MVP Baseball Review (PSP)

Check the front of the box, and you'll notice that the title of this game is MVP Baseball, not MVP Baseball 2005. It's significant because in many ways this is not a port of MVP 2005, released just a few months ago. This year's console innovations like the "Batter's Eye", yellow zones on the pitch meter, addictive minigames, and arguing calls are all absent. If you're expecting a straight port of 2005, you'll be disappointed. This is more like MVP Baseball 2004 and a Half. Is that a bad thing? And how does it make the transition to the PSP?

A small upgrade over MVP 2004 is still a solid basis for a game. The batting and pitching interfaces are excellent, and the small screen of the PSP makes pitching just a touch more difficult, especially on the higher difficulty levels. The batting remains a simple timing-based system where you can "influence" the trajectory using the analog nub, and translates well.

If the old Nike commercial has it right and "chicks dig the long ball", then "chicks" will definitely dig MVP. This is as home-run-happy a game as I've seen since Triple Play. It may be possible to tweak this with sliders, but on any difficulty out of the box, you'll see tater after tater inflate the scoreboard. It's not that the game necessarily gives out all that many hits; it's just that a disproportionate number of those hits leave the park.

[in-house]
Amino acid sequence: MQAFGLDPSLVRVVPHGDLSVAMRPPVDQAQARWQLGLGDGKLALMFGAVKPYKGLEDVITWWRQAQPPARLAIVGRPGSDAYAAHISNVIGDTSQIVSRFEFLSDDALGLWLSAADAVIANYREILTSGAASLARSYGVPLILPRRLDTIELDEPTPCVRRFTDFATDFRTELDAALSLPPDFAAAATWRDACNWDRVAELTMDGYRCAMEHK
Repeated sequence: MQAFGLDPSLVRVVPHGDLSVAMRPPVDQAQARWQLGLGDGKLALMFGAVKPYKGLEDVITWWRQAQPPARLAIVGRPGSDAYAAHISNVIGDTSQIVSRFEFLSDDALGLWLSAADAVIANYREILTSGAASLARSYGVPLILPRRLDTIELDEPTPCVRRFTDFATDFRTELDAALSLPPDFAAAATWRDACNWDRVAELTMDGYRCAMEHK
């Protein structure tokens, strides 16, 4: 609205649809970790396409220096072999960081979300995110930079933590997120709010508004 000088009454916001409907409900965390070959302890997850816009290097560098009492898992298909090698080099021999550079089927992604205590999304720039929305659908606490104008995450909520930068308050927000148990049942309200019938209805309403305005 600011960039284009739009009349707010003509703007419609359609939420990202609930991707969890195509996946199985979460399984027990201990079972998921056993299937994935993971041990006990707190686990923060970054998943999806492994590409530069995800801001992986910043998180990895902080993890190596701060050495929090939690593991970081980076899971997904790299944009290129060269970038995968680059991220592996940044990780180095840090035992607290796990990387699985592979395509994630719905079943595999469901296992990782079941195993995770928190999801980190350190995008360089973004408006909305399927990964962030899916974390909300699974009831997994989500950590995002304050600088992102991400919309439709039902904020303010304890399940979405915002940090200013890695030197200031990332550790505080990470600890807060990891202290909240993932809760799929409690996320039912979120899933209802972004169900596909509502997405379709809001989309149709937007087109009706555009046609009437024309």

Fielding for some reason takes a hit on the PSP, as preloading is really problematic. Double plays are too difficult to pull off, as you can't get the second throw started in time, and a simple toss to the pitcher covering first is a risky act, as you can't lead the pitcher at all. You need to wait until he hits first to begin the throw. Also, there's a real control issue in the outfield: the left trigger switches the player you're controlling before you get to the ball, then is the control to throw to the leadoff man. If you try and be too fine in your timing, you can easily be trying to get a jump on throwing to the cutoff, but instead switch players just as you're about to get to the ball.